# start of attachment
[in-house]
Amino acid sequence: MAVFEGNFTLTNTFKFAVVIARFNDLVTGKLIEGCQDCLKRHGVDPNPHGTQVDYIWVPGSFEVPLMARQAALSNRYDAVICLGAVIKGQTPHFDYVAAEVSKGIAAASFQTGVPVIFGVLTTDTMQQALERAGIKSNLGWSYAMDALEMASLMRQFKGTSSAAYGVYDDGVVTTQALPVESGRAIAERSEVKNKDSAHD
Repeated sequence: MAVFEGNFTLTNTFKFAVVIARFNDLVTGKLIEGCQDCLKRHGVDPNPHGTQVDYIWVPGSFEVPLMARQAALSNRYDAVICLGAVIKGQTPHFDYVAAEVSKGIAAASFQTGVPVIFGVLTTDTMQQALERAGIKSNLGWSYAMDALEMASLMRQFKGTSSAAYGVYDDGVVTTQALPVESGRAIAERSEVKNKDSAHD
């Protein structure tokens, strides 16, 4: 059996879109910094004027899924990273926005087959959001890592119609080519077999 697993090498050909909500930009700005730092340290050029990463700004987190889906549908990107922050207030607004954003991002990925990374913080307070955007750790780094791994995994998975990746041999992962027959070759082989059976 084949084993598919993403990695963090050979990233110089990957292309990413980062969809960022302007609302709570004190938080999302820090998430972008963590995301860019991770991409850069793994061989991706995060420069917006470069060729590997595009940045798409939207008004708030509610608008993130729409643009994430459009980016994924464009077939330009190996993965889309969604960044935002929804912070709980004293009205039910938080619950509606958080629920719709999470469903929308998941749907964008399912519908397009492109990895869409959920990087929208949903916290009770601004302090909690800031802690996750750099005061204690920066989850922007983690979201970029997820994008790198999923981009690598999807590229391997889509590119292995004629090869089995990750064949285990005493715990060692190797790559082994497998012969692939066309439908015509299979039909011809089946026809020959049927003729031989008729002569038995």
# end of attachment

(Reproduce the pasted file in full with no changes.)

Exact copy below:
[in-house]
Amino acid sequence: MAVFEGNFTLTNTFKFAVVIARFNDLVTGKLIEGCQDCLKRHGVDPNPHGTQVDYIWVPGSFEVPLMARQAALSNRYDAVICLGAVIKGQTPHFDYVAAEVSKGIAAASFQTGVPVIFGVLTTDTMQQALERAGIKSNLGWSYAMDALEMASLMRQFKGTSSAAYGVYDDGVVTTQALPVESGRAIAERSEVKNKDSAHD
Repeated sequence: MAVFEGNFTLTNTFKFAVVIARFNDLVTGKLIEGCQDCLKRHGVDPNPHGTQVDYIWVPGSFEVPLMARQAALSNRYDAVICLGAVIKGQTPHFDYVAAEVSKGIAAASFQTGVPVIFGVLTTDTMQQALERAGIKSNLGWSYAMDALEMASLMRQFKGTSSAAYGVYDDGVVTTQALPVESGRAIAERSEVKNKDSAHD
């Protein structure tokens, strides 16, 4: 059996879109910094004027899924990273926005087959959001890592119609080519077999 697993090498050909909500930009700005730092340290050029990463700004987190889906549908990107922050207030607004954003991002990925990374913080307070955007750790780094791994995994998975990746041999992962027959070759082989059976 084949084993598919993403990695963090050979990233110089990957292309990413980062969809960022302007609302709570004190938080999302820090998430972008963590995301860019991770991409850069793994061989991706995060420069917006470069060729590997595009940045798409939207008004708030509610608008993130729409643009994430459009980016994924464009077939330009190996993965889309969604960044935002929804912070709980004293009205039910938080619950509606958080629920719709999470469903929308998941749907964008399912519908397009492109990895869409959920990087929208949903916290009770601004302090909690800031802690996750750099005061204690920066989850922007983690979201970029997820994008790198999923981009690598999807590229391997889509590119292995004629090869089995990750064949285990005493715990060692190797790559082994497998012969692939066309439908015509299979039909011809089946026809020959049927003729031989008729002569038995």